4 months ago

020318_Hurghada SECAP_FINAL

5. Assumptions and risks

5. Assumptions and risks - The key challenge will be the mobilization of appropriate resources to fund the GMBP renovation programmes, as in many cases Governorate (Municipal) Building will not have the fund to invest at the appropriate level. This is why such a programme requires a partnership between the Governorate (Municipality) offering the guarantee that retrofitting will result in actual energy bill reduction, and the bank providing the funds. Such a plan should also include adoption of efficient cooling/heating devices. In addition, it could include the installation of solar PV panels to contribute to renewable electricity production, or/ and apply green roofs with Solar PV panels to reduce high surface temperature effect on the panels surfaces, - Organize a proper maintenance system in order to ensure best generation form PV panels and the SWH systems, yields securing interesting enough Return on Investment (R.o.I.), and - The medium to low price of diesel set by Egyptian General Petroleum Authority - EGPA (MoPMRs) is a challenge, but the Tariffs will be increased in 2018/2019 with new planned electricity and energy tariffs. 6. Key success factors • The Governor’s vision and backing of promoting Sustainable Energy (RE and EE) in the city Hurghada and the Red Sea instead of using diesel and non-clean energy sources, would reduce energy consumption and mitigate GHG emission is of a vital success factor, • The Governor of Red Sea determination to seriously act on the energy issue, is obviously a vital element to the success of this action success, • Municipality determination to act comprehensively on the issue of sustainable energy (Solar PV, SWH and EE), • The approach and development of greening Governorate (Municipal) Buildings is part of the Governorates’ vision and strategy, hence would assist in reducing the annual use non-clean energy and in greening the city, • Cost of new energy tariff means that any saving will be a significant value and great savings, • The action plan is divided in three phased to make the investment visible and implementation easier, • Raised capacity of Governorate staff for implementation, and • Organize a proper maintenance system in order to ensure adequate flow of hot water from the SWH systems, yields securing interesting enough Return on Investment (R.o.I.) 7. Cost estimates Technical support & Training for Municipality staff LED replacement in public buildings Air conditioning up grading Solar water heating deployment in public buildings Revolving fund for solar PV development in public buildings Revolving fund management unit (50 K€/y for 5 years) 20,000 € 72,000 € 150,000 € 92,000 € 10,000,000 € 250,000 € TOTAL Approximate annual cost saving (after initial investment reimbursement) - LED lamps 364 MWh/y = 3,125 € - AC conditioning 546 MWh/y = 19,656 € - SWH systems overall production equivalent to 32,400 € In addition, the Solar PV will generate an overall production equivalent to 715,000 € 10,584,000 € 65,181 € Additional revenues from solar PV: 715,000 € 146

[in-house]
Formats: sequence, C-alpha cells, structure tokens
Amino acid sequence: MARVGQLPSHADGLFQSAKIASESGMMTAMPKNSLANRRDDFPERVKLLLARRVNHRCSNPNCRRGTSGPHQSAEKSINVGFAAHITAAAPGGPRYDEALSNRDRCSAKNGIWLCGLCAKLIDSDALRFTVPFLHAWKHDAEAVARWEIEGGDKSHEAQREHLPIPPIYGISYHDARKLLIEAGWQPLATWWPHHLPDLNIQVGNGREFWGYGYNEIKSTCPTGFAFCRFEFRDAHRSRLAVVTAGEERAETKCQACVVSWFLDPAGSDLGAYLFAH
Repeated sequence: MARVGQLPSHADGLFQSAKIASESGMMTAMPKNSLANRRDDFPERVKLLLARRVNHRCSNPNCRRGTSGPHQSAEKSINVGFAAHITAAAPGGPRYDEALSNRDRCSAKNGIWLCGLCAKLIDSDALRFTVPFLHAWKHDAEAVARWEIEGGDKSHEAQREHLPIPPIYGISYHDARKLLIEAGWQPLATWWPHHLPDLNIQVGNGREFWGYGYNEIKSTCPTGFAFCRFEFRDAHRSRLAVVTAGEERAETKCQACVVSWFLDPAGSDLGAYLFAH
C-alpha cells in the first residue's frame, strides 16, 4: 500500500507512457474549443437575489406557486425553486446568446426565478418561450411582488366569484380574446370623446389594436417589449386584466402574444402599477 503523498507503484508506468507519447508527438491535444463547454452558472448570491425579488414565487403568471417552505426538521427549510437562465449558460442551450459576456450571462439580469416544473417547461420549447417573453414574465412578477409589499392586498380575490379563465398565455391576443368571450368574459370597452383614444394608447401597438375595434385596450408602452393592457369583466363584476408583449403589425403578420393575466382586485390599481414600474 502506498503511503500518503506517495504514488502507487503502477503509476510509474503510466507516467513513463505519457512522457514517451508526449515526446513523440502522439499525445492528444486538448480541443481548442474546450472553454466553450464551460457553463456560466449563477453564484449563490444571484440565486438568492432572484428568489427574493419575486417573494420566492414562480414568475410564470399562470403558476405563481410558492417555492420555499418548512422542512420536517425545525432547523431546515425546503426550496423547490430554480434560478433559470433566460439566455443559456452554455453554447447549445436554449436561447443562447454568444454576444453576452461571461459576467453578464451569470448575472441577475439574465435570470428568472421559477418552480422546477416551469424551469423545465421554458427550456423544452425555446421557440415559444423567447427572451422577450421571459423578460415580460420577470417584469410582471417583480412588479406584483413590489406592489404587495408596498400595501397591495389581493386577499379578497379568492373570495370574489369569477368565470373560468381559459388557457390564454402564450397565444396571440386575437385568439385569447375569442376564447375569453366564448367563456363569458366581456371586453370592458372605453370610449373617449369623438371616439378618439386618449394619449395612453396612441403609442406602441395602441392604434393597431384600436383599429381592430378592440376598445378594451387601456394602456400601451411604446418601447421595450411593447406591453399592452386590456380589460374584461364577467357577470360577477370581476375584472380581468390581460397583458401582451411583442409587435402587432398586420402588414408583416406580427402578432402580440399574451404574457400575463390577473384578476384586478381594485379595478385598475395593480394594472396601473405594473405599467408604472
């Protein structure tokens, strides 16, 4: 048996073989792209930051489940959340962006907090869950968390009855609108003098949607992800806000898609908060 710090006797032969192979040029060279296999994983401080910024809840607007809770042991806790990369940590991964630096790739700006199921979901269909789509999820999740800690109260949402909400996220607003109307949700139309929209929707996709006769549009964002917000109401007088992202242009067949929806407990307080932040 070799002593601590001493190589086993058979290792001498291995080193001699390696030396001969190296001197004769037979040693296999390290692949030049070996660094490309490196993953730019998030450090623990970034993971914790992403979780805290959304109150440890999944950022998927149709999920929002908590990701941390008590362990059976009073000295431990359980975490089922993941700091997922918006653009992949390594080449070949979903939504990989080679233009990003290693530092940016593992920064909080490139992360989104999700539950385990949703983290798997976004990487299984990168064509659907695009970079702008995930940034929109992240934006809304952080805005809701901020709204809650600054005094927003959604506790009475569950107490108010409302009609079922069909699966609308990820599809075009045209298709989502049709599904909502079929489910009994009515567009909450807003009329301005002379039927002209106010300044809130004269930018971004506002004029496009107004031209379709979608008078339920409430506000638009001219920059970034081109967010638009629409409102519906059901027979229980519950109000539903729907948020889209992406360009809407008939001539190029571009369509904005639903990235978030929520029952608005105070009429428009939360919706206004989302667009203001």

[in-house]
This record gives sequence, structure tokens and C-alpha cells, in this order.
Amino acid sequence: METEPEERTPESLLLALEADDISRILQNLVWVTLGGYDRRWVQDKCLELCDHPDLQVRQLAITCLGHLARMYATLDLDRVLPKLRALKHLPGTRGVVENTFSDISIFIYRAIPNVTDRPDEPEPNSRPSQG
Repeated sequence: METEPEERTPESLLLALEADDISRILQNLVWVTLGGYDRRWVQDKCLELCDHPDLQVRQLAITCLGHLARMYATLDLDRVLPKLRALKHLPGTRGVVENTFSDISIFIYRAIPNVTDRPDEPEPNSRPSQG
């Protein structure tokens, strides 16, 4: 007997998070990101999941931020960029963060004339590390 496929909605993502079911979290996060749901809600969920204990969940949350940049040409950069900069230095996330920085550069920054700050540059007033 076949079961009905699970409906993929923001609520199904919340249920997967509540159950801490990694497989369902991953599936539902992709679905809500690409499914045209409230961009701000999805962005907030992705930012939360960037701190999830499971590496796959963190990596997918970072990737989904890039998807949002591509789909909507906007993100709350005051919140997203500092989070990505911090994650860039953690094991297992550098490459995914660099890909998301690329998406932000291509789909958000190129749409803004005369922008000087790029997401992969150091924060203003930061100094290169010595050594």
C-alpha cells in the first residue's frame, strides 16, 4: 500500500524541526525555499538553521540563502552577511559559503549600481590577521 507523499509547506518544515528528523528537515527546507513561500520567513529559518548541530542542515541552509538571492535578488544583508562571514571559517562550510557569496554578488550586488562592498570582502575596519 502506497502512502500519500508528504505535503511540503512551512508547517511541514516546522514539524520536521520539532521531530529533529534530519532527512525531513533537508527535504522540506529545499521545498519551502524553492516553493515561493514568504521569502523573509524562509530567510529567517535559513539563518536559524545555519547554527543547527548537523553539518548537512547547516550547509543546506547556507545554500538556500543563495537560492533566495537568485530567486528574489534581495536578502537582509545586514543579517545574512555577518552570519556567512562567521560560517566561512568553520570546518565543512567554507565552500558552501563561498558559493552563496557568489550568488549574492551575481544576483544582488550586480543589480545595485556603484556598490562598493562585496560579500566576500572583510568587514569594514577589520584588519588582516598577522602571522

Return on Investment (draft calculation) - For public building refurbishment (LED, AC, SWH) RoI will be around 5 years - For Solar PV production RoI will be 14 years 8. Available and foreseen sources of funding to be developed Local authority's own resources: • N/A International Financial Institutions 64 : National Funds and Programs • Renewable Energy Fund 2014 EU Funds & Programs and other external funds - The World Bank (WB), - United Nations Development Program (UNDP), - European Commission (EC), - European Investment Banks (EIB), - European Bank for Reconstruction Development a (EBRD), - French Development Agency (AFD), - United States Agency for International Development (USAID), - Kreditanstalt fur Wiederaufbau (kfW), - German Technical Cooperation (GIZ), - Japan International Cooperation Agency (JICA), - OPEC Fund for International Development (OFID), - Islamic Development Bank (IDB), - African Development Bank (ADB), - Arab Fund for Social & Economic Development (AFSED), - Abu Dhabi Fund for Development (ADFD), - Arab Fund for Economic & Social Development (AFESD), - International Fund for Agricultural Development (IFAD), - Khalifa Fund for Enterprise Development (KFED), - Kuwait Fund for Arab Economic Development (KFAED), - Middle East and North Africa Transition Fund (MENATF), and - Saudi Fund for Development (SFD). Public-Private-Partnerships (available or to raise) Loans and potential borrower Lined up private investments Expected annual cost savings to City budget 65,181 €/y 9. Projected Energy Estimates in 2020 (or other set target) Energy savings GWh/y LED lamps 364 MWh/y AC conditioning 546 MWh/y Renewable energy production MWh/y SWH 920 MWh/y 64 The Ministry of Investment and International Cooperation, MoIIC – Available at: (Accessed on: 14.08.2017) 147

CIB W116—Smart and Sustainable Built Environments - Test Input
Passive Design in Hot Humid Climates - IBD
Buildings and Climate Solutions (Nov. 2008) - Pacific Institute for ...
Best Policy Practices
Leaflet Eusew (carte) - 081103.indd - First
Buildings And Energy R&D - FLC Mid-Atlantic Region
Intel's Energy Efficiency: from Silicon to the Smart Grid (pdf)
Russia's Neglected Energy Reserves - Carnegie Endowment for ...
Module B1 Study Book - the Graduate School of the Environment
The Sustainable Living House Project - Alice Solar City
Climate Change - Yale Center for the Study of Globalization
SEN 45 pdf - International Network for Sustainable Energy
Cheaper electricity with renewable energy - WWF South Africa
Energy efficiency - “Pick the low-hanging fruit”